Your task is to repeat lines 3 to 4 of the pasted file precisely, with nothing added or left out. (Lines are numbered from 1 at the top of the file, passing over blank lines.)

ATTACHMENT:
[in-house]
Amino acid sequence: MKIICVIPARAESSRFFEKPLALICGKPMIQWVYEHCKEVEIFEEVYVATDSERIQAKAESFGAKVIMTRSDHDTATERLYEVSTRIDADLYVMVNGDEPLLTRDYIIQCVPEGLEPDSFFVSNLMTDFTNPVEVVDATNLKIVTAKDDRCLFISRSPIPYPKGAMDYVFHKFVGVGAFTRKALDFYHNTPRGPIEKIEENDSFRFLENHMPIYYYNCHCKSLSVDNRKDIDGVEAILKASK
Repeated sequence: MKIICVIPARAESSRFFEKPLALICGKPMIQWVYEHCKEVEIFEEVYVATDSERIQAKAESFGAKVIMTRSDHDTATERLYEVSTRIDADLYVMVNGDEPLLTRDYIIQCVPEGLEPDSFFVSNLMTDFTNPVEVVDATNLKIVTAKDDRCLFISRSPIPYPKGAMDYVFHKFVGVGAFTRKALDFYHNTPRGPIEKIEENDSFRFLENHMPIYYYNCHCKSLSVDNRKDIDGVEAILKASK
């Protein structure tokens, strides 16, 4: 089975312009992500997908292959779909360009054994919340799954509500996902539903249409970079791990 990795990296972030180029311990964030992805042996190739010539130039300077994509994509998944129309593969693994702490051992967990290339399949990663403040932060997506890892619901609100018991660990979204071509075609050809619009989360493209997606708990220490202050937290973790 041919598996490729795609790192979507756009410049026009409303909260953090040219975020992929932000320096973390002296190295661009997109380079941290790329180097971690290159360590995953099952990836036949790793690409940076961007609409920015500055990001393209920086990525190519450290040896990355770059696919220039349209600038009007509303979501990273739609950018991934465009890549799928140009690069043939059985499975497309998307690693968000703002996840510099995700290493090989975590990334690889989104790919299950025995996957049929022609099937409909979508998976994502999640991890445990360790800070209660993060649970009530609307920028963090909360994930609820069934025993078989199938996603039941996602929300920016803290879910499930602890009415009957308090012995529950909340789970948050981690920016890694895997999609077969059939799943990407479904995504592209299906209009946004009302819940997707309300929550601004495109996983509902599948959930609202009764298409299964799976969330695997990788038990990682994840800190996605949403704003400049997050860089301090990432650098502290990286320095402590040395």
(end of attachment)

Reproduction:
Repeated sequence: MKIICVIPARAESSRFFEKPLALICGKPMIQWVYEHCKEVEIFEEVYVATDSERIQAKAESFGAKVIMTRSDHDTATERLYEVSTRIDADLYVMVNGDEPLLTRDYIIQCVPEGLEPDSFFVSNLMTDFTNPVEVVDATNLKIVTAKDDRCLFISRSPIPYPKGAMDYVFHKFVGVGAFTRKALDFYHNTPRGPIEKIEENDSFRFLENHMPIYYYNCHCKSLSVDNRKDIDGVEAILKASK
């Protein structure tokens, strides 16, 4: 089975312009992500997908292959779909360009054994919340799954509500996902539903249409970079791990 990795990296972030180029311990964030992805042996190739010539130039300077994509994509998944129309593969693994702490051992967990290339399949990663403040932060997506890892619901609100018991660990979204071509075609050809619009989360493209997606708990220490202050937290973790 041919598996490729795609790192979507756009410049026009409303909260953090040219975020992929932000320096973390002296190295661009997109380079941290790329180097971690290159360590995953099952990836036949790793690409940076961007609409920015500055990001393209920086990525190519450290040896990355770059696919220039349209600038009007509303979501990273739609950018991934465009890549799928140009690069043939059985499975497309998307690693968000703002996840510099995700290493090989975590990334690889989104790919299950025995996957049929022609099937409909979508998976994502999640991890445990360790800070209660993060649970009530609307920028963090909360994930609820069934025993078989199938996603039941996602929300920016803290879910499930602890009415009957308090012995529950909340789970948050981690920016890694895997999609077969059939799943990407479904995504592209299906209009946004009302819940997707309300929550601004495109996983509902599948959930609202009764298409299964799976969330695997990788038990990682994840800190996605949403704003400049997050860089301090990432650098502290990286320095402590040395």